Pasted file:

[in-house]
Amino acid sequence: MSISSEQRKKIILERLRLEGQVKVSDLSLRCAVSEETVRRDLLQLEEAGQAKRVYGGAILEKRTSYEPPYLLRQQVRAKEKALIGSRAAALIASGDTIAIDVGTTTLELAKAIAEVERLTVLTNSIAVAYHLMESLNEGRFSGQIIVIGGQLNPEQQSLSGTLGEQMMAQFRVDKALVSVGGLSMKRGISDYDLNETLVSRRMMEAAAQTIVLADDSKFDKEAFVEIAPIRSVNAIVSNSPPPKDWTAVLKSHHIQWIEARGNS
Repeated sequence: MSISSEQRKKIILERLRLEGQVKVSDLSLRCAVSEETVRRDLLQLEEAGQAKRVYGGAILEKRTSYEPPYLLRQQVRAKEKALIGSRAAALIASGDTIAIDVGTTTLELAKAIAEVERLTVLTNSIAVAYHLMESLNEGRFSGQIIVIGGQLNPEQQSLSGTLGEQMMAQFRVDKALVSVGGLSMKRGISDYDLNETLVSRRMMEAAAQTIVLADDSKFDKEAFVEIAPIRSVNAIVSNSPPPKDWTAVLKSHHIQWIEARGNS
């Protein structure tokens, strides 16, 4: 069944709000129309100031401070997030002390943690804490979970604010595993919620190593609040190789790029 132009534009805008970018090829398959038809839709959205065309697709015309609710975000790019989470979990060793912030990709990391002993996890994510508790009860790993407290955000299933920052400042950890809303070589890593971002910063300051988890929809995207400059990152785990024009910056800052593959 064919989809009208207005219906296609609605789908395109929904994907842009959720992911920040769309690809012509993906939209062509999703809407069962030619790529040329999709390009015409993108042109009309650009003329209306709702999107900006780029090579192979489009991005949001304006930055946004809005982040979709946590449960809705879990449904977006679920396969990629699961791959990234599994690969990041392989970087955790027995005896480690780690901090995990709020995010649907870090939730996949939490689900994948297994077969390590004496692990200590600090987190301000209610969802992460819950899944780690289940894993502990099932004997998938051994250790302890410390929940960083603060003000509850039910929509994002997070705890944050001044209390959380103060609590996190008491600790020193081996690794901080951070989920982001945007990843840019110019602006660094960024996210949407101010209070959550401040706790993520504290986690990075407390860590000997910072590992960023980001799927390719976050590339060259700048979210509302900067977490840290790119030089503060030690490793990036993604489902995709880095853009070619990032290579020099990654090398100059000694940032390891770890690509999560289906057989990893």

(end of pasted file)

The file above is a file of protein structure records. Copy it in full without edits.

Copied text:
[in-house]
Amino acid sequence: MSISSEQRKKIILERLRLEGQVKVSDLSLRCAVSEETVRRDLLQLEEAGQAKRVYGGAILEKRTSYEPPYLLRQQVRAKEKALIGSRAAALIASGDTIAIDVGTTTLELAKAIAEVERLTVLTNSIAVAYHLMESLNEGRFSGQIIVIGGQLNPEQQSLSGTLGEQMMAQFRVDKALVSVGGLSMKRGISDYDLNETLVSRRMMEAAAQTIVLADDSKFDKEAFVEIAPIRSVNAIVSNSPPPKDWTAVLKSHHIQWIEARGNS
Repeated sequence: MSISSEQRKKIILERLRLEGQVKVSDLSLRCAVSEETVRRDLLQLEEAGQAKRVYGGAILEKRTSYEPPYLLRQQVRAKEKALIGSRAAALIASGDTIAIDVGTTTLELAKAIAEVERLTVLTNSIAVAYHLMESLNEGRFSGQIIVIGGQLNPEQQSLSGTLGEQMMAQFRVDKALVSVGGLSMKRGISDYDLNETLVSRRMMEAAAQTIVLADDSKFDKEAFVEIAPIRSVNAIVSNSPPPKDWTAVLKSHHIQWIEARGNS
């Protein structure tokens, strides 16, 4: 069944709000129309100031401070997030002390943690804490979970604010595993919620190593609040190789790029 132009534009805008970018090829398959038809839709959205065309697709015309609710975000790019989470979990060793912030990709990391002993996890994510508790009860790993407290955000299933920052400042950890809303070589890593971002910063300051988890929809995207400059990152785990024009910056800052593959 064919989809009208207005219906296609609605789908395109929904994907842009959720992911920040769309690809012509993906939209062509999703809407069962030619790529040329999709390009015409993108042109009309650009003329209306709702999107900006780029090579192979489009991005949001304006930055946004809005982040979709946590449960809705879990449904977006679920396969990629699961791959990234599994690969990041392989970087955790027995005896480690780690901090995990709020995010649907870090939730996949939490689900994948297994077969390590004496692990200590600090987190301000209610969802992460819950899944780690289940894993502990099932004997998938051994250790302890410390929940960083603060003000509850039910929509994002997070705890944050001044209390959380103060609590996190008491600790020193081996690794901080951070989920982001945007990843840019110019602006660094960024996210949407101010209070959550401040706790993520504290986690990075407390860590000997910072590992960023980001799927390719976050590339060259700048979210509302900067977490840290790119030089503060030690490793990036993604489902995709880095853009070619990032290579020099990654090398100059000694940032390891770890690509999560289906057989990893």